"We're still in the same place doing what we have always done, we hope as well or better. We are lucky because we never had to deviate from our mission to provide a happy environment with interested staff to sell books that we care about. We had you to support us all the time against the upstarts. And . . . we expect to be here for some time to come."


Well, pardon me for getting a bit windy with the start of this list, but who can help it with these two? Many more independent bookstore websites will follow, and they'll all go up on a new page at www.holtuncensored.com in alphabetical order so that in a few months it'll be a terrific downloadable resource for readers. Meanwhile, keep them cards and email suggestions coming in.



Dear Holt Uncensored:

[This is an excerpt from a letter written by Richard Labonte, former manager of A Different Light bookstores, who in the midst of driving to his farm in Canada reflects on the recent closing of ADL's New York store]:

... Of news from the outside world -- there was a Thursday email from Norman Laurila, previous owner of A Different Light, letting me know that the New York store was to be closed effective today (Sunday). He expressed hope that the two California stores might pull through. Since those are the two I was most closely involved with, my first impulse was to agree; but in truth the new owners, in seeking necessary profitability, gutted the bookstores in every way -- they hired (at least in West Hollywood) what one long-time West hollywood customer called "shoe clerks" to staff the place; they turned them into what Don Bachardy among others termed "porn stores" and, most disappointingly, dealt with former staff, sales reps, authors and (from what I've heard from several small but important queer presses) not a few publishers with arrogance, ignorance and condescension. And such timing -- in a bad novel, the collapse would come as one of the people who had built the stores into something legendary drives off into a new life. Thank goodness this is the real world.

Richard Labonte

Dear Holt Uncensored;

I've enjoyed the last two columns about how recorded books are put together. It's nice to know that there are people who care about the work doing this. But nothing therein could convince me to listen to an abridged book however. I think it's too deeply ingrained a prejudice. My mother who loved books of all kinds would not allow one of those Reader's Digest Condensed Books to cross our threshold.

I agree with your correspondent who said how good Jim Dale -- who reads the Harry Potter books on tape -- is at making a story come alive. This is one of the few packages where the audio version is actually superior to the reading experience. The only other one I can think of offhand was John Cleese reading The Screwtape Letters. Jim Dale is an interesting man. In addition to being a very talented performer he was nominated for an Academy Award as a lyricist for the song "Georgy Girl."

Robert Loy
Charleston, South Carolina

Dear Holt Uncensored:

I'm a resident of Fremont, Calif., but currently have returned here to Rhode Island on a two-week book tour to tout my first book, a memoir entitled “Rogues Island Memoir” (see www.roguesisland.com). I wanted to share a recent experience with the Waldenbooks store at a Rhode Island mall. After being assured by this particular store that I had a memoir workshop and book reading reserved for Sunday, 3/18, and then traveling from CA to RI expecting to be there to meet all my local friends from my past life at this particular store (located five minutes from the place where the majority of the scenes of the book occur), two days prior to the event I was informed by the bookstore manager, "I meant to call you and inform you I can't order your book on our system so the workshop is off." I told this guy that two local Rhode Island BORDERS affiliates had agreed to order my book directly from my publisher: Free River Press of Lansing, Iowa, and it was my understanding that Waldenbooks and Borders both have a common distribution source.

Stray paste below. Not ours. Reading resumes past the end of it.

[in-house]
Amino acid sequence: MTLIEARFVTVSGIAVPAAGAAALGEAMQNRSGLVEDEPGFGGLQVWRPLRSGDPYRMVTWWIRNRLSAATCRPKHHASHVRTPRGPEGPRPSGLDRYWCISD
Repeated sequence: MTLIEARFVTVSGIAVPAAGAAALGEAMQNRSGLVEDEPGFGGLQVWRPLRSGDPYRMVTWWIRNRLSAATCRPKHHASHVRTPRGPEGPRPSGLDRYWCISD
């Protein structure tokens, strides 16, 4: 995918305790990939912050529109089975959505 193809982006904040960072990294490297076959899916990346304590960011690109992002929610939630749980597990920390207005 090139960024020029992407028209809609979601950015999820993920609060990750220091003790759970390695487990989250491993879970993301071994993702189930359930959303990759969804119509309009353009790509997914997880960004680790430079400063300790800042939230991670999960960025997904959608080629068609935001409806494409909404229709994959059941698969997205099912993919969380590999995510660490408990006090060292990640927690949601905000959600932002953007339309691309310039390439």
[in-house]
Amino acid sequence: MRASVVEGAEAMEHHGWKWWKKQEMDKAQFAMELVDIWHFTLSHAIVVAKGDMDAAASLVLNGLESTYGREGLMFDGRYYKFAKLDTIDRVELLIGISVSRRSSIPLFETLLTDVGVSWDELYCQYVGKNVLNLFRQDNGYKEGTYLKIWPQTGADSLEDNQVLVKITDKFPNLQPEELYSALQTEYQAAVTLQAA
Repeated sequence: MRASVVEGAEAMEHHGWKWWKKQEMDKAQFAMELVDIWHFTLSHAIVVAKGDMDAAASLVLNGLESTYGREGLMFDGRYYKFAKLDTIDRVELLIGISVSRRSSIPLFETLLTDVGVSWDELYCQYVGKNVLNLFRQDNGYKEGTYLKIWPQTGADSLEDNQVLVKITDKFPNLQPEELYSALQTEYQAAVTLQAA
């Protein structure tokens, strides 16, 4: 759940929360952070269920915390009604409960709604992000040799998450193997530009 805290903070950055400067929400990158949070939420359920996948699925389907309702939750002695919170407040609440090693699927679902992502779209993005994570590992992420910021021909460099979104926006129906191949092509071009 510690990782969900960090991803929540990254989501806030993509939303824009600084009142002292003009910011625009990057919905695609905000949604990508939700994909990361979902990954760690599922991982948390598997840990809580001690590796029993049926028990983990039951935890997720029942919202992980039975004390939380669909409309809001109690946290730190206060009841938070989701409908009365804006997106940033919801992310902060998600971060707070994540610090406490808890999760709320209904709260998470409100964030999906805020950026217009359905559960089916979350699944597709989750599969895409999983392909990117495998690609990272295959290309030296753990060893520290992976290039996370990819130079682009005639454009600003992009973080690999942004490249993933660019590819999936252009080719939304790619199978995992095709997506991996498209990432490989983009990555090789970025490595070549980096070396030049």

The manager said he was sorry and my appearance was cancelled. I'm quite angry, although I have a number of other book readings at both independents and chain stores while I'm here, I am calling for a general boycott of Waldenbooks through your column as a way of teaching these idiots that new struggling authors (as well as the ones further up the ladder of success) rely on the integrity and honesty of bookstores when verbal commitments are made. I want to say I am sticking solely to the independents from now on, but that would not be true.

Rod Haynes

Holt responds: Well, okay, but I’m curious - why call for a “general boycott of Waldenbooks” when your gripe is with only one store in the chain? Naturally I’m not averse to using this column for a boycott of any chain store (not that I think it’d work), but I do think the lesson here is larger than that. The Waldenbooks manager treated you this way because he knew he could – the chain would hardly stand or fall on the basis of his credibility. But if word got out that an independent bookseller handled “struggling authors” in this way, the consequences could be devastating. I don’t think any author or publisher should close up any channel between readers and books, but when you have clear evidence that chain stores automatically have no investment in “struggling authors” while independents do, it would be great to focus more on independents as the proven leaders in their field. Use them to help sell your book, surely, and also use the book to help independents reach more customers. Just a thought.